Diagram. Decision tree for the management of psychostimulant detoxification
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Text version of DiagramAssessment for psychostimulant dependence and risk of withdrawal:
- average daily intake (in $, shots, tablets, snorts)
- frequency of use (daily? binges?)
- duration of use (months or years?)
- type of psychostimulant used
- route of administration (intravenous use more problematic)
- time/day of last use
- other drug use (are they dependent?)
- history and severity of withdrawal symptoms & treatment
- history of psychotic illness (risk of psychosis increases with duration of use and potency of psychostimulant)
- history of depressive illness or suicidal ideation
- current mental health status
Decision tree flow chart
Mild to Moderate Dependence?
- no history of severe/complicated withdrawal
- no significant poly substance dependence
- not spending large amounts of money on the drug
- symptoms of psychosis or depression, if present, can be adequately and safely managed in the community
- history of severe/complicated withdrawal
- significant poly substance dependence
- protracted duration of use of high doses
- uses potent type of psychostimulants
- uses intravenously
- high tolerance for the drug — uses only to feel 'normal'
- history of severe depression/suicidal ideation/severe psychosis
Suitable for Home/Ambulatory Detoxification?
- no previous complicated/severe withdrawal
- not severely dependent
- no indication of concomitant medical or psychiatric illness, injury or recent surgery that could not be safely managed in the community
- the person has a stable home environment where psychostimulants are not available
No, continue to 'Management'
Hospital or Specialist Detoxification Facility?
- previous complicated withdrawal with severe depression or psychosis that required management in a hospital setting
- assessed as severely dependent
- concomitant psychiatric or medical illness, injury or recent surgery that cannot be safely managed in the community
- dependence on alcohol or other drugs that would in itself meet criteria for admission
- the person has no stable home environment or is homeless
- the person has access to, or is exposed to psychostimulants in their home environment
Initial Management Plan
- implement daily review
- closely monitor mood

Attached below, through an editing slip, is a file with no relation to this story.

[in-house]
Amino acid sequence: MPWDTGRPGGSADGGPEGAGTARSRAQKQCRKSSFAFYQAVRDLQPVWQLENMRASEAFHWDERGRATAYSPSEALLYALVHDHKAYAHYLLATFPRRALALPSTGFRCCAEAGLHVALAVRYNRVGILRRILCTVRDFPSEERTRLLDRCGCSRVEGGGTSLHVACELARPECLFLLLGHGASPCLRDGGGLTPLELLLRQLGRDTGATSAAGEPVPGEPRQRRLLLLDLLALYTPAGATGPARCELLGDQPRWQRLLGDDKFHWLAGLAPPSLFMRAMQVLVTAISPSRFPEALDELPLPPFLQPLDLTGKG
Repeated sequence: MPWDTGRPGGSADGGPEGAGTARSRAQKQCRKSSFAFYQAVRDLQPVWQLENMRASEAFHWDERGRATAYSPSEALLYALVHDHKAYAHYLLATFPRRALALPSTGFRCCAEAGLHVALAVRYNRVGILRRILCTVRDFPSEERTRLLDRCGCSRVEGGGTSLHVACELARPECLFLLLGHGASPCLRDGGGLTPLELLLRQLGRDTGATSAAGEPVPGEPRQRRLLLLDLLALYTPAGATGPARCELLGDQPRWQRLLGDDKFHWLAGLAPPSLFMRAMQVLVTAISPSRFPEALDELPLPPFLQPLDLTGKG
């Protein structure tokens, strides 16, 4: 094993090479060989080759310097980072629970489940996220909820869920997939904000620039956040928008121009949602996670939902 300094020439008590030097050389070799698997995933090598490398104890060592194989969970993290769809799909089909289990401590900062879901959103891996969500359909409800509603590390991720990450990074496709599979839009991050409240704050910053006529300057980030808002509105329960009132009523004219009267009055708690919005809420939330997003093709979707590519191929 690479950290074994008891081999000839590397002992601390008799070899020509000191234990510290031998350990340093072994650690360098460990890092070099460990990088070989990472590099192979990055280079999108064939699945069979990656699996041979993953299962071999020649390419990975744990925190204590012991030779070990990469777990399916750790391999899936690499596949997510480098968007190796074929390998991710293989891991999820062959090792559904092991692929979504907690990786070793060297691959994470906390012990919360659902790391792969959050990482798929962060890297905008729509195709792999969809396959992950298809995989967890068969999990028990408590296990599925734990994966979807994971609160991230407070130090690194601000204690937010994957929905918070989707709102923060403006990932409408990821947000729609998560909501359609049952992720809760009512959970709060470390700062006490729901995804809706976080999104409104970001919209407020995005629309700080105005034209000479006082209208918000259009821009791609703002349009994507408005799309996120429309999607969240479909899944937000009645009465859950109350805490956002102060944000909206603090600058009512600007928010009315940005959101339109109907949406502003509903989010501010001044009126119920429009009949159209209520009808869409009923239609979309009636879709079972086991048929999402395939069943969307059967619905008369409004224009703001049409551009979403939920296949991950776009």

- give symptomatic relief if necessary (small dose of benzodiazepine to restore sleep; paracetamol for body aches; encourage fluid intake; possibly antidepressant if necessary)
- adjunctive supportive therapies such as relaxation techniques, CBT for anxiety/depression symptom management, education re withdrawal, early relapse prevention strategies, motivational enhancement
- admit to a medically supervised setting (may be psychiatric setting if psychosis is severe)
- management of withdrawal will proceed according to specific client needs and according to existing protocols followed by that unit.
- simultaneous management by mental health and alcohol and other drug treatment providers may be required.
- intensity of symptoms subsides by about week 4
- education regarding mood monitoring / possibility of enduring symptoms that should be manageable in the community
- continue relapse prevention strategies
- encourage continuation of psychosocial interventions
- encourage continuation of adequate diet, fluids
Protracted or Complicated Detoxification?
- not sleeping with small dose benzodiazepine
- increasing scores on Observation Scale over 10–14 days
- increasing agitation, distress, paranoia, depression, suicidal ideation or psychotic symptoms that cannot be safely managed in the community
- intense cravings to use amphetamines
- person believes they cannot complete detoxification in the community
- admit to hospital or detoxification facility if possible in an effort to assist person to complete detoxification, monitor mood, and undergo psychiatric assessment if indicated. May require short-term antipsychotic medication treatment or containment in a place of safety if severe.
- intensity of withdrawal symptoms diminishing
- mood fairly stable
- initiate follow-up and/or referral to specialist alcohol and drug services or community agencies for relapse prevention/psychosocial interventions/supportive care